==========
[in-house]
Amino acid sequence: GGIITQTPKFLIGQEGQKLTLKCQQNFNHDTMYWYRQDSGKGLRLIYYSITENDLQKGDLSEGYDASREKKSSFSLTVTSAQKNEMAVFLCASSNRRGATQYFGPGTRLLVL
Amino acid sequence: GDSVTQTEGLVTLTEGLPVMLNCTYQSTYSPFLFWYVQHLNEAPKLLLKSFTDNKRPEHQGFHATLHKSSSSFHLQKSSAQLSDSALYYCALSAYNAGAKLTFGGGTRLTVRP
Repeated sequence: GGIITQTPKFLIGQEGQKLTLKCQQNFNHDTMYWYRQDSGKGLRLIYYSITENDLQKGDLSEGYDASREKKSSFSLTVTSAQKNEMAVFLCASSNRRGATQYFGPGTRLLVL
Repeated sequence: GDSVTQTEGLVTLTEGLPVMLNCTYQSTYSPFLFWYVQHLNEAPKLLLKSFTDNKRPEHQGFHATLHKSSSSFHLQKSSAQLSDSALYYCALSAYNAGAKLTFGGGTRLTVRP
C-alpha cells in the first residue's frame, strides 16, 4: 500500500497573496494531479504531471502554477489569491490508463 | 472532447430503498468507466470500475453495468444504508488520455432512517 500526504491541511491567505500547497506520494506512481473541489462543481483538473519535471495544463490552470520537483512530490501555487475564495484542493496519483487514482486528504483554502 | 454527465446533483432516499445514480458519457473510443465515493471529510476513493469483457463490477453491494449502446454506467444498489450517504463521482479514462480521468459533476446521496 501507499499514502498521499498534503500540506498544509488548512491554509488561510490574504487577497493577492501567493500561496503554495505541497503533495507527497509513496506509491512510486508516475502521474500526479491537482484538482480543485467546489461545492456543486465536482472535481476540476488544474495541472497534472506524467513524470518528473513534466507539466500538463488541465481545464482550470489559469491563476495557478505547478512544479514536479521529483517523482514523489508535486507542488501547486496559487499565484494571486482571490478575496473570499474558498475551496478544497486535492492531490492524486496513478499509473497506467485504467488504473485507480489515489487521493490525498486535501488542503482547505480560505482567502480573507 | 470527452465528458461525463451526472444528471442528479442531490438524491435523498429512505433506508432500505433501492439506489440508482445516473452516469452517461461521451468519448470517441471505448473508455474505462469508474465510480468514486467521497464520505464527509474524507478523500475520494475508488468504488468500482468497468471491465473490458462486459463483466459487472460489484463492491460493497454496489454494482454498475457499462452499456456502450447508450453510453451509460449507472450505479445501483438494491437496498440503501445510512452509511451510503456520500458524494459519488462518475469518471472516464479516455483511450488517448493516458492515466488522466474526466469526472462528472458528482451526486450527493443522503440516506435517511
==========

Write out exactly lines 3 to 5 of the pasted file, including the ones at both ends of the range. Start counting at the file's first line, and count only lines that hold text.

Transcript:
Amino acid sequence: GDSVTQTEGLVTLTEGLPVMLNCTYQSTYSPFLFWYVQHLNEAPKLLLKSFTDNKRPEHQGFHATLHKSSSSFHLQKSSAQLSDSALYYCALSAYNAGAKLTFGGGTRLTVRP
Repeated sequence: GGIITQTPKFLIGQEGQKLTLKCQQNFNHDTMYWYRQDSGKGLRLIYYSITENDLQKGDLSEGYDASREKKSSFSLTVTSAQKNEMAVFLCASSNRRGATQYFGPGTRLLVL
Repeated sequence: GDSVTQTEGLVTLTEGLPVMLNCTYQSTYSPFLFWYVQHLNEAPKLLLKSFTDNKRPEHQGFHATLHKSSSSFHLQKSSAQLSDSALYYCALSAYNAGAKLTFGGGTRLTVRP